Using Arduino to process data from Geiger–Müller counters

In the previous posts I've described a simple Geiger–Müller counter and various experiments with this device. Today I would like to present Arduino project to communicate with a Geiger-Muller counter, gather data and present it to the user. The device is based on Arduino Uno, Nokia 5110 LCD and homemade shield.

Currently it's possible to show two layouts: bar graph of the pulses in one minute interval and histogram of the gathered data. Both graphs are auto-ranging in Y axis. On the top of the pulse graph is visible also a numeric value of the last sample. The length of the histogram data is 4 minutes, the amount of bins is calculated automatically.

Below is visible layout with pulses per quant of time and histogram of them. You can clearly observe Gaussian distribution on the second image.


I didn't want to place all of the connections and input PCB dimensions of a shield, so I've used as a base one of freely available shields and modified it to my needs - I've left the licence disclaimer unmodified. Unfortunately, I wrongly connected LCD, that's why the LCD looks like rotated 180 degrees. Anyway, it still works and I don't plan to make a new PCB to fix it.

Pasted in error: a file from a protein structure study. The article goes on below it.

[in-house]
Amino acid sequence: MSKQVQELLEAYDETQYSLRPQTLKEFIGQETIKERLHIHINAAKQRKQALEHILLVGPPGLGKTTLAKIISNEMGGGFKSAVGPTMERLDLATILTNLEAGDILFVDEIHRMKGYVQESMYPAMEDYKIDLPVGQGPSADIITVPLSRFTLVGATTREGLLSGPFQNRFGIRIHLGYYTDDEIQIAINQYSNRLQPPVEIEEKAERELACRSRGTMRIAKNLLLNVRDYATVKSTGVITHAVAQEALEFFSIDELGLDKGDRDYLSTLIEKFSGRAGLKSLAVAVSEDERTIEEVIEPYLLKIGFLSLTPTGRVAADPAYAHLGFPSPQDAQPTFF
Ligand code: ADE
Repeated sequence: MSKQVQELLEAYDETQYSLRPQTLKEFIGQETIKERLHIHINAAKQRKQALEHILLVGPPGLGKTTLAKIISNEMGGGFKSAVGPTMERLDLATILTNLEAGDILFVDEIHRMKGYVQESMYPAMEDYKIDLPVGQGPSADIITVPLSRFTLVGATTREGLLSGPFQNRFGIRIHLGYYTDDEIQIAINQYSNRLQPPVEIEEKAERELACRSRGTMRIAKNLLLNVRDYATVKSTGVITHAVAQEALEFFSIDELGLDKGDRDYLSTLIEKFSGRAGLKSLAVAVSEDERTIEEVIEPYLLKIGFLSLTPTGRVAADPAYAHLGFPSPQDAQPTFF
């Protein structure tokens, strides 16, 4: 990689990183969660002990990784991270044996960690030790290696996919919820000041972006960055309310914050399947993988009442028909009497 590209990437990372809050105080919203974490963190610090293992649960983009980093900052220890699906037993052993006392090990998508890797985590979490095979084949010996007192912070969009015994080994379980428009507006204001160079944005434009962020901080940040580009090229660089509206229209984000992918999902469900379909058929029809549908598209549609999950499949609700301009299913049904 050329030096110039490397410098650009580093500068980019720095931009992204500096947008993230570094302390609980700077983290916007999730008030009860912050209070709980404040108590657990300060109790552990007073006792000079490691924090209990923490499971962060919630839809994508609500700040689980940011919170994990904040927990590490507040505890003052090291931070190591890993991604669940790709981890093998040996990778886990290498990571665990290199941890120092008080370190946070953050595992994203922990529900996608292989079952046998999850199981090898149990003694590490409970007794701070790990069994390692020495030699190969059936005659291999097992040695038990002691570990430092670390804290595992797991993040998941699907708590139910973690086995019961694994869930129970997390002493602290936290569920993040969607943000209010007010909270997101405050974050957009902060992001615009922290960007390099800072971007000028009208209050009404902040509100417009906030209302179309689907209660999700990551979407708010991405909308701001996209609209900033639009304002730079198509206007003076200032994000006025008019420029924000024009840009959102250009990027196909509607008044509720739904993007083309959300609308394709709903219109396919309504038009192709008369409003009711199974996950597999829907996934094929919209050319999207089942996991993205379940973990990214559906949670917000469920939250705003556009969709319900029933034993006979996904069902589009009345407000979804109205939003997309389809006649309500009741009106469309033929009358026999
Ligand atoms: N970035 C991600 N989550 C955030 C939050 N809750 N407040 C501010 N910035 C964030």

I tried to make the code reusable in my other projects so the structure may look overcomplicated, but I think it's as it should be.


Followed 3rd party librairies needs to be installed, to install them in Arduino IDE go to sketch -> Include Library -> Manage Libraries then type library name and proceed with installation.

  • Adafruit-GFX-Library
  • Adafruit-PCD8544-Nokia-5110-LCD-library
The main component is the GMCounter class that collects data in a circular buffer. I wanted to pass as an argument a size of the buffer, but also wanted to avoid using dynamic memory, finally I made this parameter an argument of template class, so now creating an object of this class looks like:
 static GMCounter<4 * 24> hourGMCounter;

This will create an object with this class with a buffer for 4*24 samples. I think, that it's quite cool.

There's a lot of commented out code in the main function, it was used to test parts of the program as it was developed. I didn't remove it because it still can be used if I will add new features.


The source code and Eagle files of the project is available on the GitHub, feel free to download and try it if you're interested in this area of physic.